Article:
The Ode, on the other hand, cannot be calibrated any finer. You can calibrate it coarser, but, you know, it absolutely cannot achieve an espresso grind. It cannot be calibrated any finer out of the box. So overall, you're going to get more versatility with the Virtuoso Plus, a much broader range of available grind sizes than you can with the Ode, but that may or may not matter to you depending on what types of brewing devices you're using at home. The Ode and Virtuoso Plus grinders have very different approaches to dosing. The Ode features a shallow, 80-gram hopper designed for single dosing, which involves pre-weighing your beans by either weight or volume, then grinding as needed. You can't store several days for the beans in the Ode's hopper for on-demand grinding. The intention behind this is to encourage you to keep your coffee sealed up in a dark, airtight container, to extend the freshness of your coffee. The Ode features a smart PID-controlled motor that senses the resistance against the burrs, and automatically shuts the motor off when it determines that all of the coffee in the hopper has been ground. That means you only need to hit the power button once to turn the grinder on, and then the grinder will turn itself off automatically when the grind cycle is complete.

The Virtuoso Plus hopper holds approximately 360 grams of light roasted coffee, less if you're using a darker roast. And the bin holds about 200 grams of ground coffee. On the front of the grinder is a button and a click wheel for its integrated grind timer, which allows you to program a precise grind time in increments of one-tenth of a second. The grinder will maintain your program's grind time, and then all you need to do is press the button once, start the grind cycle, and the grinder will shut itself off automatically when the timer runs out. The large hopper and bin capacity, in combination with that built-in grind timer, makes the Virtuoso Plus ideal for on-demand grinding. You can have the hopper full, then simply set your preferred grind time. Press the button, and then let the grinder finish its job. It is worth noting that you'll get a more accurate coffee output by pre-weighing your beans, instead of using the Virtuoso Plus' timer function. The output with the timer function may vary by a couple grams, but if you pre-measure your beans in single-dose, you'll get out exactly what you put in.

So again, the Virtuoso Plus does offer a bit more versatility in dosing category as well, but this may or may not be important to you, depending on your grinding and brewing routine at home. We did two types of grounds retention tests with these grinders. In the first test, we took them apart, did an air blast to clear out all the grounds from the burr chamber and the chute. Then we ground 20 grams of fine setting and measured the difference between the input and the output by weight. The Ode had an average retention of 0.8 grams, and the Virtuous Plus had an average retention of 0.6 grams. In the second test, we measured the output dose variance in consecutive cycles. In other words, we didn't clean the grinder out between each cycle, we just measured the difference between input and output for a series of grind cycles. In these tests, the Ode had a variance of about 0.3 to 0.5 grams per cycle. The Virtuoso Plus had a variance of about 0 to 0.1 grams per cycle, which is almost no variance at all.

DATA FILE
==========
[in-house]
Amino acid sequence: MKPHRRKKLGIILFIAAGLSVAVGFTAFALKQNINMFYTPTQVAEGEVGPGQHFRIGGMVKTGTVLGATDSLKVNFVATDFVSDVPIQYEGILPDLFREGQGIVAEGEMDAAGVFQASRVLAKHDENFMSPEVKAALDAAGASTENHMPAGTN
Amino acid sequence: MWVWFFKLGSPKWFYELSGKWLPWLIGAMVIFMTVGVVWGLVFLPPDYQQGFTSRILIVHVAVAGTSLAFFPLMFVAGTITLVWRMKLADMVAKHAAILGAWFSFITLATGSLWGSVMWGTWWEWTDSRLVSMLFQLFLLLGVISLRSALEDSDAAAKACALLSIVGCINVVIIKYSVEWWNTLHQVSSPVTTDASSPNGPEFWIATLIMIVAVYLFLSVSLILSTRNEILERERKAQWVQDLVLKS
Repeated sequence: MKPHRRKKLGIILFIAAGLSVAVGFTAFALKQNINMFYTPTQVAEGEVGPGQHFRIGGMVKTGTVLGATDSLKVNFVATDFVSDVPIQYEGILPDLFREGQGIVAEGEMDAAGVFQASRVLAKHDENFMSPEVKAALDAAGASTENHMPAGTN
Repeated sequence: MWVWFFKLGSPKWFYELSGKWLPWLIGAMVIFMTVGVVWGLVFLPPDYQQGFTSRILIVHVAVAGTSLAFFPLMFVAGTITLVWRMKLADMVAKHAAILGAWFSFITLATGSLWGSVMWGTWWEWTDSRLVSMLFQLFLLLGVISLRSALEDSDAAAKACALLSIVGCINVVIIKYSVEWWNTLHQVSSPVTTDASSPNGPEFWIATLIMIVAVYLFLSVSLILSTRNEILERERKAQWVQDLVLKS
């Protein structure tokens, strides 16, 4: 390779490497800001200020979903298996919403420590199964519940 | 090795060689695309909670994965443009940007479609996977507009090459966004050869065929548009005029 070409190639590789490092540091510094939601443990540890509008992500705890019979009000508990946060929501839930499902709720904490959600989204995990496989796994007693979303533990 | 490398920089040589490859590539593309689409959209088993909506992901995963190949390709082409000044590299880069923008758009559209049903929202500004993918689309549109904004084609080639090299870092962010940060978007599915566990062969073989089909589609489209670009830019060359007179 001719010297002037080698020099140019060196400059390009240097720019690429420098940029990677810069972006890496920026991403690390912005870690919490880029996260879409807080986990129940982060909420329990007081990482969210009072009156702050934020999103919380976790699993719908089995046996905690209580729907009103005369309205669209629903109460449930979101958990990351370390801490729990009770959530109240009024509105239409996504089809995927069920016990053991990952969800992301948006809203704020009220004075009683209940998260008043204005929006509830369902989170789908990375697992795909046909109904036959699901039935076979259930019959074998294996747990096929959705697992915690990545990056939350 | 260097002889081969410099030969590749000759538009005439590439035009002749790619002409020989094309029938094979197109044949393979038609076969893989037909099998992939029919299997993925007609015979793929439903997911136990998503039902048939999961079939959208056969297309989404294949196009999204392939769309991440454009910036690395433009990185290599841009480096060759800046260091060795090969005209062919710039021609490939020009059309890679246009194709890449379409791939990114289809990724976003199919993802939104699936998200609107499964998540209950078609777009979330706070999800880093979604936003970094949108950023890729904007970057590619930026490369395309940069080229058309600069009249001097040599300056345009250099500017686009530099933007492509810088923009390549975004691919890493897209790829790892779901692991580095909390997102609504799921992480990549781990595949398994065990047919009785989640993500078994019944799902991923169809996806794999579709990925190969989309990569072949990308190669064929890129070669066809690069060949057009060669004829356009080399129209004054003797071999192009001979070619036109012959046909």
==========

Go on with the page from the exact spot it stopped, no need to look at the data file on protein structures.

This is another small win for the Virtuoso Plus, but I will also mention that nearly every time we single-dosed with the Virtuoso Plus, there was a stubborn stray bean left popcorning up and down, refusing to grind through, at least for the last several seconds after the rest of the coffee was ground. This isn't a big deal, but maybe a slight annoyance for those of you who like to single-dose. Set right in the middle of the grind size range, the Ode will grind 50 grams of coffee in about 8 to 10 seconds, though it does take an extra 4 seconds or so for the PID to sense that your coffee has been ground and shut the motor off. The Virtuoso Plus will grind 50 grams at a similar setting in about 20 to 25 seconds. So there is a substantial difference in grind speed between the two machines. Some mess is unavoidable with any coffee grinder. The combination of static electricity, papery chaff, and tiny particles of coffee will result in the need for a light clean-up after every grind cycle. When you pull the bin from the Virtuoso Plus, some chaff and maybe a few grounds will fall from the chute, on to the grounds bin platform, and on your counter, and there's really nothing you can do about it.